This workshop is offered as part of the Media Technology MSc and ArtScience programs. It deals with the question of how art installations (in the broadest sense of the word) can be documented in a structured manner. Such documentation can serve to promote the resulting work, explain it, get financing, or to describe the process by which it came about for a broader audience.

The method of documenting one's work that we discuss uses many elements from scientific writing. Central in this are:

The page that you are reading now is in support of the workshop. Part of the workshop is spent on documenting the works that students created. The results of this exercise are discussed within the group and feedback is given. This should kickstart the possible describing of these works for future use.

Who am I?

Maarten Lamers of the Media Technology MSc program at Leiden University. Follow these links if you want to know more.

What can you document?

What works did you create?

Why document your work?

Academic writing

Scientists have been writing down the results of their thinking and research for ages, in a highly structured and focussed way. In fact, writing is usually the only output of scientific labour. The method that I propose for documenting your work uses elements from academic writing:

"But my art speaks for itself!"

That's very true (I hope). However, reading your writing may be very different from experiencing your work. Reading about an artwork may enhance its experiencing or even kill it. But here's the thing: your writing is usually meant for another audience (curators and fellow artists, for example), and to add to the experiencing of the work itself. It is intended for people who want to go beyond experiencing your work.

Describe the context

The context of your work is what gives it meaning. It is the collection of knowledge, other works, human behaviour, current events, your own experiences, trends, whatever, that your work relates to.

Describe your choices

What about technical stuff?

Reflect on your own work

It is wise (and good practice) to include a short reflection on your own work at the end of your documentation. Perhaps you can draw some conclusions from your work or mention area's of improvement. Certainly when it comes to possible improvements, it is better to mention them yourself than to have someone else point them out to you afterwards.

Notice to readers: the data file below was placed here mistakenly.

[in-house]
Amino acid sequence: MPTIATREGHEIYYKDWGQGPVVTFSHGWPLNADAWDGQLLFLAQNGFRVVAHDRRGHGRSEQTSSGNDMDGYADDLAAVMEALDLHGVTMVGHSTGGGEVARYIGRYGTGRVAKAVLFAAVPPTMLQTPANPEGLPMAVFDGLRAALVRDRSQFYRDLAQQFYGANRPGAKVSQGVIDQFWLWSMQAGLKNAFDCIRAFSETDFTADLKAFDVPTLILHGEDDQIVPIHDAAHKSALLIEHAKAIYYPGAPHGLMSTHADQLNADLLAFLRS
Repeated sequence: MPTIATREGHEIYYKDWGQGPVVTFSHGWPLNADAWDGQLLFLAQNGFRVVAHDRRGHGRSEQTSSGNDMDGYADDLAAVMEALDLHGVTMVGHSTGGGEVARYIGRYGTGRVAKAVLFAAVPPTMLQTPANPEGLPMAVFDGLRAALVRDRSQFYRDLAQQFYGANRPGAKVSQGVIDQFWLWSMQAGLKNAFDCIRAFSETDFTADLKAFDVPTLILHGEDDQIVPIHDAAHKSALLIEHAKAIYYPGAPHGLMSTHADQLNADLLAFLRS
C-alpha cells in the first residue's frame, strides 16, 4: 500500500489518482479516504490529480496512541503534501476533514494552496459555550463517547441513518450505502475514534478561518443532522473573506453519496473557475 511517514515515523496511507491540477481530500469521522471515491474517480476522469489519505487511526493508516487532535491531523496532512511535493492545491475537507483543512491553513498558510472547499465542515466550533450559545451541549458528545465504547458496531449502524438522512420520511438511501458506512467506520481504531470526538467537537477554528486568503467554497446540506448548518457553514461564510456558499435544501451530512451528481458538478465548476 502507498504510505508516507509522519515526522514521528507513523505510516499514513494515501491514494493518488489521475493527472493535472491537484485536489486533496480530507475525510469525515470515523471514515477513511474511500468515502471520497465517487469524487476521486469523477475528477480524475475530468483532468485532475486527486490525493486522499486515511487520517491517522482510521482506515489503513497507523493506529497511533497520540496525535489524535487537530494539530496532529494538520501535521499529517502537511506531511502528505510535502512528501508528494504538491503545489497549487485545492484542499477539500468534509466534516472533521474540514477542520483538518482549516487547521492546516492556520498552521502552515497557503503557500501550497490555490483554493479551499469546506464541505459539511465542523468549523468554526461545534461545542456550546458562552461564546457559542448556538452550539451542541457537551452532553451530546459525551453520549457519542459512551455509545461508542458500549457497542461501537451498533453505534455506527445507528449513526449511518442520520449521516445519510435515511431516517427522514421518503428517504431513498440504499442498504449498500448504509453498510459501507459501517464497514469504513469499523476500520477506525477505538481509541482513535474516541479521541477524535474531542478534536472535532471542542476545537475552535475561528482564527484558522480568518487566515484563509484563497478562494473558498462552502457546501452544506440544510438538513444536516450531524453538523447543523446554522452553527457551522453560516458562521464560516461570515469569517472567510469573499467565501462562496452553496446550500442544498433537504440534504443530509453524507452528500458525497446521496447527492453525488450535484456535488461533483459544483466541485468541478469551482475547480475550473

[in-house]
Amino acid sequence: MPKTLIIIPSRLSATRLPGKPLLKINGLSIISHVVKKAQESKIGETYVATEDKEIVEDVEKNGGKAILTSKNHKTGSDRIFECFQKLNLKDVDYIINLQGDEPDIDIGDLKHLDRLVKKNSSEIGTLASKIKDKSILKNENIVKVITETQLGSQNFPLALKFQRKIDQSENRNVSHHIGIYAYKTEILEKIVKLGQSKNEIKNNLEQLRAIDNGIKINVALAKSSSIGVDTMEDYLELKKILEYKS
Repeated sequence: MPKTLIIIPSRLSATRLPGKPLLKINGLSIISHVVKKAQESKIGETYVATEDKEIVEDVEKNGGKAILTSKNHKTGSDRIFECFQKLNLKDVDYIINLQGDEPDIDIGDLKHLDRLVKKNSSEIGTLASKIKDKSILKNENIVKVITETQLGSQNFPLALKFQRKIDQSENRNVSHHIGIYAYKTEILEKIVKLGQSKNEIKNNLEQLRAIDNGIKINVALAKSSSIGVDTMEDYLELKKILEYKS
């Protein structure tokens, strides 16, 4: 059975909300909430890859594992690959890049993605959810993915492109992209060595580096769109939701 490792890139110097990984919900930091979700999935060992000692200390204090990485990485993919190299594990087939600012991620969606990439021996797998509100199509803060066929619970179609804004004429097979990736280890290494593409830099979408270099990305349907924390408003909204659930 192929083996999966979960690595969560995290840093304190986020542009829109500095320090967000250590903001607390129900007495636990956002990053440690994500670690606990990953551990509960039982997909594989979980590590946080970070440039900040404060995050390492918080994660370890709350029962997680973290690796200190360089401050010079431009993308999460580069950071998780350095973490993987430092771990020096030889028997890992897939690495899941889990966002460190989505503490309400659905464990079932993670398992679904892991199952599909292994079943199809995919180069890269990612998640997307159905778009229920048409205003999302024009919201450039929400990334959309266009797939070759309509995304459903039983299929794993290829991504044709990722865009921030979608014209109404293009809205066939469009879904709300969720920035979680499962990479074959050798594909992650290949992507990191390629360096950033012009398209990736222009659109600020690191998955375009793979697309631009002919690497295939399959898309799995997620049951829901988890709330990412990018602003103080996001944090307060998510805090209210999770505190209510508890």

A title

Start your document with an appealing title. If you named your product or installation, you can include that name. However, most often it is wise to give your documentation a more descriptive title, so that people can decide from the title if they want to read it. And don't forget to mention your name(s). Some examples:

Really useful: an abstract

An abstract is a short summary of your document (approx 100-150 words). Every scientific article starts with one, and they are a good thing to have.


Where to start?

Getting started is the difficult part. Most importantly, try to keep it simple at first! If you know a good project description that you like, use it as an example. Here is a suggestion for the steps that you can take:

  1. Think about the context of your work. How does it relate to other works? What theory does it use? Why is your work relevant at this time? Make a short list with some context issues. If necessary, find information about these issues on the web or elsewhere.
  2. What are the most important (conceptual) design choices that you made? Make a short list of a few, and make sure that they are conceptual choices, not technical ones.
  3. Make a structure for your document. Suggestion: 1. Introduction, 2. Context, 3. Your Concept (with design choices), 4. Technical Issues, 5. Conclusion and Remarks.
  4. Start by writing the Context section. After that, describe your concept and design choices. Then the Technical Issues (keep it short!).
  5. Shortly discuss your own work in the Conclusion and Remarks section.
  6. If you then still need it, you can write a short Introduction section (sometimes this gets merged into the Context section).
  7. Come up with a descriptive and catchy title.
  8. Finally, write the abstract that shortly summarizes what you wrote.
This is just a suggestion of how you can describe your work. Go ahead and rename the sections if you want, or split up your writing into more sections.


Describe the work that you created for this course. Start with the structure that I proposed (1. Introduction, 2. Context, 3. Concept, 4. Technical, 5. Conclusion). Try to get as far as you can, and don't worry about the writing style. Present your writing before the group.